-My work is nestled in the middle of an odd spot with no easy commute per say to arrive to the university. All one-lane roads, each route with its quirks. Each with its pros and cons. Some have coffee spots. Some are more direct. Some have the least amount of traffic lights and others have farms.
The most favorite way I to go to work is by a back road that leads through the farms and woods in South County. The loopy S-curves along with the slight up and down of hills surrounded by greenery reminds me so much of New Hampshire yet here I go on my way to work in Rhode Island. It still makes my soul feel at home.
Sandwiched right in the middle of the commute is a sod farm. And today I just had to stop and take a picture.
This farm and its grass fields have brought me so much joy over the past seven years of my life. When I used to open the school, I would relish the mornings to leave while it was still dark out and arrive at the fields just in time to watch the sunrise over the tree tops.
Each season lent itself to magical colors. I would almost always roll my window down, even in the cold, to feel the air, breathe in the scent of the farm, and just embrace the quietness of a farm not yet awake. The pinks of morning so often lost by my attempts to capture it on my camera. I remember becoming so sad when the clocks would change and I would arrive post sunrise. But after a few days I would find something new to love about the farm and just enjoy the fields once again.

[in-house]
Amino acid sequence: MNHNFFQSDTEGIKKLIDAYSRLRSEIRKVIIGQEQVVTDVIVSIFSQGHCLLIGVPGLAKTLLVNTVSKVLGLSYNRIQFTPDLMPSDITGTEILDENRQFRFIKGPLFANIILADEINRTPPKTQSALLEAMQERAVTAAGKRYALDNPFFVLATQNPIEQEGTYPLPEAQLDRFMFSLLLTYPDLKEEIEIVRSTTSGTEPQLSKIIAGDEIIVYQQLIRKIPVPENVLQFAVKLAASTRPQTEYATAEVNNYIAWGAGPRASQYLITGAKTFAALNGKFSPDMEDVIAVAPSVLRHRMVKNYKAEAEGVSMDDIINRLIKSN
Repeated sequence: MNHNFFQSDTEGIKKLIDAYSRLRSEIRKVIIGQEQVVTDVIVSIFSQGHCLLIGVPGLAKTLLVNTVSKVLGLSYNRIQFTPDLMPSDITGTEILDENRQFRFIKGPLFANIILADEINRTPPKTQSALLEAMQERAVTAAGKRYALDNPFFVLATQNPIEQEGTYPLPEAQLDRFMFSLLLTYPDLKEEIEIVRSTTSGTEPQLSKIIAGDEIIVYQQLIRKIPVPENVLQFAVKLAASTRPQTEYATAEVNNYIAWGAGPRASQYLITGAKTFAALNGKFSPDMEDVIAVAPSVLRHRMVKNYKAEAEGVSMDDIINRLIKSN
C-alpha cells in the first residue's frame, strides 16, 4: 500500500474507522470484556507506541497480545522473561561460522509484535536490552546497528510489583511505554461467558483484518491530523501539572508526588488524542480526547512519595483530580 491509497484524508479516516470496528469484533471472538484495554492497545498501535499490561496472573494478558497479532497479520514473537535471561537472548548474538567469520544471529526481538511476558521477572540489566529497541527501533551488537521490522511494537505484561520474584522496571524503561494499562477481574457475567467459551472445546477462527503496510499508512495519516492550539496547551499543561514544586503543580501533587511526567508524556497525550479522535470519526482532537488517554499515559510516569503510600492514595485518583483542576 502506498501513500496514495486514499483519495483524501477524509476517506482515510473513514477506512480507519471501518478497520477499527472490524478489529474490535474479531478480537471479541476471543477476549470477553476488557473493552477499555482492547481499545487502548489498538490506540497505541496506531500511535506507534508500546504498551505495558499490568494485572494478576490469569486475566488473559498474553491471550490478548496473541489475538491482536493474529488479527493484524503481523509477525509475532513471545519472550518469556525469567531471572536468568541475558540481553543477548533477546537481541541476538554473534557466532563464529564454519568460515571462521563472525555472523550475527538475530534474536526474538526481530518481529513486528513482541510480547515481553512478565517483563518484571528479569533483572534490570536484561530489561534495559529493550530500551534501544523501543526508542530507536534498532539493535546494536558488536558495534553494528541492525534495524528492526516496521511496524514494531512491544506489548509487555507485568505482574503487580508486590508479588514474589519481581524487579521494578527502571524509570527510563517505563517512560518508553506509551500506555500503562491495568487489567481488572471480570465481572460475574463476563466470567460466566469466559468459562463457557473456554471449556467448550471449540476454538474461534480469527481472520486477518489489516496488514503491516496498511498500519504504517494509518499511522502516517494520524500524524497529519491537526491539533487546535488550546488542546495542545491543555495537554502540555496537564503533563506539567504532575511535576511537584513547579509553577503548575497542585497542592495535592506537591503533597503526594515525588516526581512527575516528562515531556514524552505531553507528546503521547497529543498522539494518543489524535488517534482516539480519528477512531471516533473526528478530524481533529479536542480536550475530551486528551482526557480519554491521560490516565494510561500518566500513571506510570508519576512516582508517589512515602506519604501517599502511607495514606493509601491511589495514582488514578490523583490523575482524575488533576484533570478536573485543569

Many years into my commute, I look forward to spring coming when the dirt is turned and the grass becomes much like moss across the land. It looks like green peach fuzz. And then all of the sudden its getting taller and the first round of mowing happens. Its predictable and calming.
Then the grass is ready to be cut and rolled. The pallets get carefully spaced and stacked ready to hold the weight of the impending grass. The field looks like it gets a hair cut. It makes me smile. And then after a few days it is seeded and green again.
There is a peacefulness I get from watching the farmers out there day after day seeding, watering, fertilizing, cutting, and gathering their grass. Its continuous, dependable, and such a circle of life.
The grass is planted, it grows, and just when it is perfect it gets cut below the roots and relocated to a new place where it will have to figure out how to begin the process again. In its place, other grass will take root and grow. In its place, the same farmers will tend to it in the same manner. And it is all so marvelous.
This field in the photograph was different though. It had intentionally been allowed to grow tall and turn golden. I watched the breeze enter into the meadow and push the grass this way and that shimmering in the sunlight. I wondered over the past days how much longer would the grass grow before it would be rolled together?
Today it had been cut.No longer did the grass glow in the sunlight nor did it get relocated to regrow. It will serve a different purpose. The rolls of gold will nourish the land and the animals around it.
And those rolls of hay were gorgeous.
I don't take this way to work everyday but I take it most days when I can. Because why wouldn't I want to embrace how wonderful it is to pass these farms? To smell the air? To swerve along the roads.
Today I got to stop and capture the moment.
Brittany Courchesne is an early childhood educator, teacher mentor to teachers in training, public speaker, and blogger.